On Media and the Internet.
Part two: How the Web Harms Democracy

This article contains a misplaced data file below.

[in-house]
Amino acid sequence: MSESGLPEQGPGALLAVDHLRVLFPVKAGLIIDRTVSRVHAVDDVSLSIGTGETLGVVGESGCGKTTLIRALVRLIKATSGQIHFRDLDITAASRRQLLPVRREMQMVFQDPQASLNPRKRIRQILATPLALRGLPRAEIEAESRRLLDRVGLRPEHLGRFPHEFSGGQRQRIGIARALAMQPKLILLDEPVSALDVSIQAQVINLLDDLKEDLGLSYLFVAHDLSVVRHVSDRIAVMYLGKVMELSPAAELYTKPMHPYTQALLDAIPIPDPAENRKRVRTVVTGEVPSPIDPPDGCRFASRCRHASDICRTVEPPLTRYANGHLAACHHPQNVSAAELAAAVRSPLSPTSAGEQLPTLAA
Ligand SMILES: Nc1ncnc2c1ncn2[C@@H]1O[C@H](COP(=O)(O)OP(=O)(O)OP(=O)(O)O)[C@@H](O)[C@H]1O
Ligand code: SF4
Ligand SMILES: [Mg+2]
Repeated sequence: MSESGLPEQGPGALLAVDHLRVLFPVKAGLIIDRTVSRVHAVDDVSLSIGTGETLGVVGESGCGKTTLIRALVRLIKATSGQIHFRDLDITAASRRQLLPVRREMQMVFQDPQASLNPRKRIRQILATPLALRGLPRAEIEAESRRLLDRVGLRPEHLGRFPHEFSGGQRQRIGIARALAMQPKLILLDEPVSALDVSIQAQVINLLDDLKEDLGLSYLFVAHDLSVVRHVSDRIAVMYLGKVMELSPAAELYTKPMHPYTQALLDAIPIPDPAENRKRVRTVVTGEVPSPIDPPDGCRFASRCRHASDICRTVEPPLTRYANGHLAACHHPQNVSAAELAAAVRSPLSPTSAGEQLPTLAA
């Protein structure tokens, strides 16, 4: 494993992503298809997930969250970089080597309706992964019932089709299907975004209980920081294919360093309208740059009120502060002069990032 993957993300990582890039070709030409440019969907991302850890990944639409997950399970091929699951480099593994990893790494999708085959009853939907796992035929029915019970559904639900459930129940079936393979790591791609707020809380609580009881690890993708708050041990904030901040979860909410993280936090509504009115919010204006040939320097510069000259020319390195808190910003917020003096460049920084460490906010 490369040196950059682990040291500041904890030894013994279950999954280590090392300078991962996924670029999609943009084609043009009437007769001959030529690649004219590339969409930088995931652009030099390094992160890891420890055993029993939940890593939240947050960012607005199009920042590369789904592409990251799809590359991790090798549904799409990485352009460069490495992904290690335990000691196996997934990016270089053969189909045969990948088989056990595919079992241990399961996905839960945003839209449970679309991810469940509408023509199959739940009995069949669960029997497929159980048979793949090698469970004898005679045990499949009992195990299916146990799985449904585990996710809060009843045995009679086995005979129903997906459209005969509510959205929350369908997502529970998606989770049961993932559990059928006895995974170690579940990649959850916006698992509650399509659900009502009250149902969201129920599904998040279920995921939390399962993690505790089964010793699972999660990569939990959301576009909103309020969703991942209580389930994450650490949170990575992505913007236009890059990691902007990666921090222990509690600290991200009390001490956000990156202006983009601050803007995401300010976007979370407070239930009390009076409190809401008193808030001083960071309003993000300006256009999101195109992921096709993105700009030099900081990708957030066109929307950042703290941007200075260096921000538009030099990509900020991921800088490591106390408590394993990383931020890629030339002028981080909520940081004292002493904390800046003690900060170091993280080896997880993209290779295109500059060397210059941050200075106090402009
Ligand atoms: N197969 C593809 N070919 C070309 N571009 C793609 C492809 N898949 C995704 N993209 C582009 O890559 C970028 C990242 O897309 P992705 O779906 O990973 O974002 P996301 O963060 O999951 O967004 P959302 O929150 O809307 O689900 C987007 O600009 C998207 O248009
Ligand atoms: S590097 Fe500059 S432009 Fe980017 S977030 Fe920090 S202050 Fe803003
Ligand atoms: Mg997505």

The American stake in literacy as a technology           or uniformity applied to every level of education,           government, industry, and social life is totally           threatened by the electric technology. The threat           of Stalin or Hitler was external. The electric           technology is within the gates, and we are numb,           deaf, dumb, and blind about it's encounter with           the Gutenberg technology, on and through which           the American way of life was formed.                             Marshall Mcluhan 1964                             Understanding Media                  Before the invention of the printing press books were few and hard to come by. They were usually read aloud to a group and everyone in  that group shared the same experience. With the advent of Gutenburg's  printing press books and eventually newspapers became available to  almost everyone. Reading became an individual experience and the  concept of individualism grew as the new print technology spread  around the world. Soon a new form of society emerged based on the  individual, the Democracy.       In 1844 the first electronic text, the telegraph, changed the press in that news was available from all over the world with just a few clicks of a telegraph key. Thus was born the "headline", which mimicked the telegraph message with it's brevity and non sentence structure and with the headline began hype.      With the twentieth century came more and faster forms of mass communication, shrinking the planet into a global village and making mankind more tribalistic. The invention of radio became a tribal drum in the 1930's. Countries with strong tribal or feudal histories, Germany, Italy, Spain and Japan became Fascist and barbaric while   America, England and others with our high literacy rates were mostly immune to radio's negative effects.       Since radio there have been more and faster forms of mass communication and technologies. Each has changed our world and made it more like a village and individuals, of the caliber found at  the dawn of the Gutenberg revolution, are quickly being lost in mankind's' new electronic collective consciousness.      In the last few years the emergence of the World Wide Web has created an information source that other media are hard pressed to compete against. Anyone can put up a Web page and provide the world with a wealth of information, sometimes in complete disregard for the truth. As a result the worlds' news media has to rush information to the public in order to compete. More and more often without waiting until the facts are in.        Freedom without responsibility is not being free it is being wild. In trying to provide instant news today's press is abandoning its' responsibility of providing the factual information so crucial to a democracy.       You cannot understand media without Marshall McLuhan any more than you can understand space-time without Einstein. Prof. McLuhan  passed away before the dawn of the cyberspace continuum but upon hearing about the first instance of Electric writing (printing text in light on a screen) he had these words in his book, "Understanding Media".         The alphabet (and its extension into typography)         made possible the spread of power that is know-         ledge, and shattered the bonds of tribal man, thus         exploding him into an agglomeration of individuals.         Electric writing and speed pour upon him, instan-         taneously and continuously, the concerns of all other         men. He becomes tribal once more. The human family         becomes tribal again.             


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